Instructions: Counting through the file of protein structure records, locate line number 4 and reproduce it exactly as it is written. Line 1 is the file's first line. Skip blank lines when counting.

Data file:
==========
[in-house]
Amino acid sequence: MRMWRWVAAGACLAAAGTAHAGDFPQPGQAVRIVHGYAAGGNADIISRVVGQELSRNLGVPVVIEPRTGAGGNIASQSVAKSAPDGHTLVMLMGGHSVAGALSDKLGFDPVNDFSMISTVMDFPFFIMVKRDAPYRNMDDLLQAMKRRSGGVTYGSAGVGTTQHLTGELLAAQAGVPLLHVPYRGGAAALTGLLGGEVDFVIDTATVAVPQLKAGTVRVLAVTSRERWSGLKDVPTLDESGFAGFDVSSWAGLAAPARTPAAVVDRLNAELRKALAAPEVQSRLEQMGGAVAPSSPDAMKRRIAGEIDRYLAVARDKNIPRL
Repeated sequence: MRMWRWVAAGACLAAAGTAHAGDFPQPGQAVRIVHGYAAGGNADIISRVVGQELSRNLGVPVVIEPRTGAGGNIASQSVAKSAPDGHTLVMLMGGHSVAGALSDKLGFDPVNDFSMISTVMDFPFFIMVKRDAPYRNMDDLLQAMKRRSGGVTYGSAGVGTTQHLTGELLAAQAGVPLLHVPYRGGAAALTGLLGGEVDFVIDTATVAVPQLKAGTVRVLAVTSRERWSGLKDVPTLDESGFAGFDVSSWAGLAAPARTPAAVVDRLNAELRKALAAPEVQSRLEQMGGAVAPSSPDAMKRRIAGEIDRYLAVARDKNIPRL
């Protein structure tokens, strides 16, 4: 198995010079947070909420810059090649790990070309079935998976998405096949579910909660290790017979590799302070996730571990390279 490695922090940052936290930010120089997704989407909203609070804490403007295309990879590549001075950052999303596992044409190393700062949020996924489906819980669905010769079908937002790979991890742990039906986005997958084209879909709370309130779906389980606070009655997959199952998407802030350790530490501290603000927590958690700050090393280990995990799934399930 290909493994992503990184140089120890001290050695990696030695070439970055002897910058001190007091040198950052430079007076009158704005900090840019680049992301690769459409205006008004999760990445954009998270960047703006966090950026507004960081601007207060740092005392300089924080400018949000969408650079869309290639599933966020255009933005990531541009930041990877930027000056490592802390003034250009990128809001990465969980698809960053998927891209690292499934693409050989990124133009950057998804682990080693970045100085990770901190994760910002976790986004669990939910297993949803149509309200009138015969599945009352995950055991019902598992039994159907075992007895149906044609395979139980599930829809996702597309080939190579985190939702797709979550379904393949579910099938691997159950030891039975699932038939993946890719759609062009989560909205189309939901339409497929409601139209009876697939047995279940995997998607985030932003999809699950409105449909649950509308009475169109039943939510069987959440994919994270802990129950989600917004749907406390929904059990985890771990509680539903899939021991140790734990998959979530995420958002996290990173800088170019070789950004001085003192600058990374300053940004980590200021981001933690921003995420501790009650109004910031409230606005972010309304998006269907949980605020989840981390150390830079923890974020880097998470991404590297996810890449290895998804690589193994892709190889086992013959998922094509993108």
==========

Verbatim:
């Protein structure tokens, strides 16, 4: 198995010079947070909420810059090649790990070309079935998976998405096949579910909660290790017979590799302070996730571990390279 490695922090940052936290930010120089997704989407909203609070804490403007295309990879590549001075950052999303596992044409190393700062949020996924489906819980669905010769079908937002790979991890742990039906986005997958084209879909709370309130779906389980606070009655997959199952998407802030350790530490501290603000927590958690700050090393280990995990799934399930 290909493994992503990184140089120890001290050695990696030695070439970055002897910058001190007091040198950052430079007076009158704005900090840019680049992301690769459409205006008004999760990445954009998270960047703006966090950026507004960081601007207060740092005392300089924080400018949000969408650079869309290639599933966020255009933005990531541009930041990877930027000056490592802390003034250009990128809001990465969980698809960053998927891209690292499934693409050989990124133009950057998804682990080693970045100085990770901190994760910002976790986004669990939910297993949803149509309200009138015969599945009352995950055991019902598992039994159907075992007895149906044609395979139980599930829809996702597309080939190579985190939702797709979550379904393949579910099938691997159950030891039975699932038939993946890719759609062009989560909205189309939901339409497929409601139209009876697939047995279940995997998607985030932003999809699950409105449909649950509308009475169109039943939510069987959440994919994270802990129950989600917004749907406390929904059990985890771990509680539903899939021991140790734990998959979530995420958002996290990173800088170019070789950004001085003192600058990374300053940004980590200021981001933690921003995420501790009650109004910031409230606005972010309304998006269907949980605020989840981390150390830079923890974020880097998470991404590297996810890449290895998804690589193994892709190889086992013959998922094509993108």